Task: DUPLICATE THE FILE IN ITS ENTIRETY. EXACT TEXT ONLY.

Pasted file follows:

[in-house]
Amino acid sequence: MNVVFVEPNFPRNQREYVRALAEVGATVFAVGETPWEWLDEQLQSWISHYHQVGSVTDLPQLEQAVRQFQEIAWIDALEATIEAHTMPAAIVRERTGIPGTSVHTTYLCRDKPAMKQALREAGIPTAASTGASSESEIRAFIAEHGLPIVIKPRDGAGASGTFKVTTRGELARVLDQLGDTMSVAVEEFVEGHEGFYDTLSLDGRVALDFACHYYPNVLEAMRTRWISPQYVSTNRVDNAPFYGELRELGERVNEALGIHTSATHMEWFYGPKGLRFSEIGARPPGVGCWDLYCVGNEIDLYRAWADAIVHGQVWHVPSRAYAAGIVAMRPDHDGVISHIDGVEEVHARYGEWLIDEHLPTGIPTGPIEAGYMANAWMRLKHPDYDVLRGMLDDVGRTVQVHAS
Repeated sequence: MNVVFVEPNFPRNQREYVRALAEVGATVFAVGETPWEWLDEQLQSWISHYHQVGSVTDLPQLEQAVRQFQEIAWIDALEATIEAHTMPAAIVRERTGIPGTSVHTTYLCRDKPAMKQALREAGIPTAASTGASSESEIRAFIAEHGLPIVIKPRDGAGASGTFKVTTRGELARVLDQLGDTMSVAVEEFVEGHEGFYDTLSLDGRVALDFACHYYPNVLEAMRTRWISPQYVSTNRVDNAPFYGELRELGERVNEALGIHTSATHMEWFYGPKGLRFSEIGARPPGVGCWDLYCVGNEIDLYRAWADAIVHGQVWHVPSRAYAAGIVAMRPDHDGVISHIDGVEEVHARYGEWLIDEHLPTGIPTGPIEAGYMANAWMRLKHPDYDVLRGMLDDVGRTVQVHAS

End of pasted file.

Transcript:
[in-house]
Amino acid sequence: MNVVFVEPNFPRNQREYVRALAEVGATVFAVGETPWEWLDEQLQSWISHYHQVGSVTDLPQLEQAVRQFQEIAWIDALEATIEAHTMPAAIVRERTGIPGTSVHTTYLCRDKPAMKQALREAGIPTAASTGASSESEIRAFIAEHGLPIVIKPRDGAGASGTFKVTTRGELARVLDQLGDTMSVAVEEFVEGHEGFYDTLSLDGRVALDFACHYYPNVLEAMRTRWISPQYVSTNRVDNAPFYGELRELGERVNEALGIHTSATHMEWFYGPKGLRFSEIGARPPGVGCWDLYCVGNEIDLYRAWADAIVHGQVWHVPSRAYAAGIVAMRPDHDGVISHIDGVEEVHARYGEWLIDEHLPTGIPTGPIEAGYMANAWMRLKHPDYDVLRGMLDDVGRTVQVHAS
Repeated sequence: MNVVFVEPNFPRNQREYVRALAEVGATVFAVGETPWEWLDEQLQSWISHYHQVGSVTDLPQLEQAVRQFQEIAWIDALEATIEAHTMPAAIVRERTGIPGTSVHTTYLCRDKPAMKQALREAGIPTAASTGASSESEIRAFIAEHGLPIVIKPRDGAGASGTFKVTTRGELARVLDQLGDTMSVAVEEFVEGHEGFYDTLSLDGRVALDFACHYYPNVLEAMRTRWISPQYVSTNRVDNAPFYGELRELGERVNEALGIHTSATHMEWFYGPKGLRFSEIGARPPGVGCWDLYCVGNEIDLYRAWADAIVHGQVWHVPSRAYAAGIVAMRPDHDGVISHIDGVEEVHARYGEWLIDEHLPTGIPTGPIEAGYMANAWMRLKHPDYDVLRGMLDDVGRTVQVHAS